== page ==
Cummings said the impact was to encourage a focused and execution turned group society, however a few workers guaranteed this methodology made the organisation more divided than different organisations they’d worked for. It’s clear that businesses need to think precisely before modifying the layout of an office—essentially bringing down dividers and advising workers to ‘relax and have fun’ is not the same as cultivating innovativeness. A blended layout of open and private spaces that empowers individuals to figure out the environment that suits them and their specific purposes will probably be more effective.

Does an open office design really benefit creativity?
By Design Daily Team, September 19, 2011 @ 10:43 am

Office design has evolved over the years, spearheaded by the likes of Google, which has largely done away with the conventional closed-off cubicle style in favour of open, creative spaces. Locally, Telecom’s $280 million Auckland headquaters, which opened last year, are a good example. The open-style layout is generally designed to create a more interactive and social environment where information and can be shared quickly. New research, however, has found some open office layouts may lead to subversive practices, as employees seek to stake their territory in various ways.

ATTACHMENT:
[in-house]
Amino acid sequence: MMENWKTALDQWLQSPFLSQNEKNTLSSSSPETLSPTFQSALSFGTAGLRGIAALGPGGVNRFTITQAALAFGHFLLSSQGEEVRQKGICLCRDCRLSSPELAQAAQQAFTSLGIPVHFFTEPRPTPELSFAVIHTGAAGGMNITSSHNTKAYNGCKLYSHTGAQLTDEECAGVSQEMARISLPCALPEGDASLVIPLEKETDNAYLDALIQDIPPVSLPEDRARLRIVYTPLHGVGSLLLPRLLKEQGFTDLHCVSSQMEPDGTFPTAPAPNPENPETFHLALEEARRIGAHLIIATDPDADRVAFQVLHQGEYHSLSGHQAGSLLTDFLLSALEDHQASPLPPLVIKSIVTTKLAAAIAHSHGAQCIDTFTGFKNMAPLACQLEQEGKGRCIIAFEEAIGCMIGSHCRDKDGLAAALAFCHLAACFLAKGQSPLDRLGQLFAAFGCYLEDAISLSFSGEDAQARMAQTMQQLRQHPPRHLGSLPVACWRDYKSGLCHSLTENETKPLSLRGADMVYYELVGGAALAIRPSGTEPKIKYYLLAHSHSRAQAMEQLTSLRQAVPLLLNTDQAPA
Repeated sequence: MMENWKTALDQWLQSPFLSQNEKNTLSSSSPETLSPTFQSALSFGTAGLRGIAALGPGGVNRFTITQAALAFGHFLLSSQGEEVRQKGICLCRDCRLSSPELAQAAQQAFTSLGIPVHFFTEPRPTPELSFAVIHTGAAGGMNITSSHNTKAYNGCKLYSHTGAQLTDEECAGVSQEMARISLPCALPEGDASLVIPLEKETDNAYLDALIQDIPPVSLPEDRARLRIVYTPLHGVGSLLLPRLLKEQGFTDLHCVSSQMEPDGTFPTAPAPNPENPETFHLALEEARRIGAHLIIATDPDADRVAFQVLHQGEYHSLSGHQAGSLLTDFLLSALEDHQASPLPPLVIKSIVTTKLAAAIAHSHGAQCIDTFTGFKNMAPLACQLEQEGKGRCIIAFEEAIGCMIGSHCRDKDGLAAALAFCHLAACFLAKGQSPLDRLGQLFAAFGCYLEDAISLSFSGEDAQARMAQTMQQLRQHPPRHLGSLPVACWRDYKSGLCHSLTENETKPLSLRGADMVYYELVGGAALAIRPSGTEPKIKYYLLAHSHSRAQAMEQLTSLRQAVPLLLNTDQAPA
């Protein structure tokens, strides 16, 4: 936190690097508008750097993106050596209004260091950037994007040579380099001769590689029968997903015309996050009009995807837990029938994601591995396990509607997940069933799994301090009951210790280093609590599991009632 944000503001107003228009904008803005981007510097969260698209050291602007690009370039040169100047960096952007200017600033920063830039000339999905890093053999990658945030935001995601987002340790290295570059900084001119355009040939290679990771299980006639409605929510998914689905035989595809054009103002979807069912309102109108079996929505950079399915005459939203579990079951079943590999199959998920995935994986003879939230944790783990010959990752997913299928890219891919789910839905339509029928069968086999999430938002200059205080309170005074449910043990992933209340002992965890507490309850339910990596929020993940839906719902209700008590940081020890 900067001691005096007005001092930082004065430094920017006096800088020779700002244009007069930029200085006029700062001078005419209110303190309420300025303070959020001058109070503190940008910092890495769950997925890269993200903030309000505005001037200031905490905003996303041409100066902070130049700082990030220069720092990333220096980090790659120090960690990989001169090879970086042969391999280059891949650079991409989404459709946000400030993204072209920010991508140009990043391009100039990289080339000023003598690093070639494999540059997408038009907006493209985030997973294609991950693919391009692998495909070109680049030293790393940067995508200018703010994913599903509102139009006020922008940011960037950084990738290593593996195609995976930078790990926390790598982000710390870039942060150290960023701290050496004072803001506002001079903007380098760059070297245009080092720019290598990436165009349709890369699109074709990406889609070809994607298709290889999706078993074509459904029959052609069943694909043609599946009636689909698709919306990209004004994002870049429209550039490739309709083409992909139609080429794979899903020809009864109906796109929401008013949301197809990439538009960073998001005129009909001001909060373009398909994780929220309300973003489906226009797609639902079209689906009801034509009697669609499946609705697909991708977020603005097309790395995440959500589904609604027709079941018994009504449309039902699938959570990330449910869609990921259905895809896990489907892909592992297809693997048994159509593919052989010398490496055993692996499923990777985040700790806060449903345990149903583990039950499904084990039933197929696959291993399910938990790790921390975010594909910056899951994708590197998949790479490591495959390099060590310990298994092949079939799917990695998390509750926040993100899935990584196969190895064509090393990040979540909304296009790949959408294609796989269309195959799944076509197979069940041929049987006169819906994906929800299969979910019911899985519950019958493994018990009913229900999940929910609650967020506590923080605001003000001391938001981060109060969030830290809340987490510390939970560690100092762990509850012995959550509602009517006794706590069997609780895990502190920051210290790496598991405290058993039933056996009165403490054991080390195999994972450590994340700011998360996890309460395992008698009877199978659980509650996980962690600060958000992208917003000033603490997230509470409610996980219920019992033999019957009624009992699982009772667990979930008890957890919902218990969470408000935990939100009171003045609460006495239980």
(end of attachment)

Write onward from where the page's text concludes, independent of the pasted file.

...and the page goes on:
Google office, Milan

Stephen Cummings, professor of strategic management and head of Victoria Management School at Victoria University, along with associate professor Torkild Thanem and Sara Värlander (both from Stockholm University) investigated the effect on open office designs on employee behaviour. Cummings said that because open office designs make their inhabitants visible to colleagues and managers, many people feel ‘watched’, less relaxed and on edge. “The intent of taking away dividing walls and doors is usually to improve creativity and performance by fostering spontaneous fun, interaction and sharing,” said Cummings. “However, we found evidence that it can lead to attempts by employees to re-create spatial and social structures and boundaries, actually undermining the behaviours an organisation is trying to encourage.” One of the companies studied had recently changed its office design from small individual offices to an open office layout.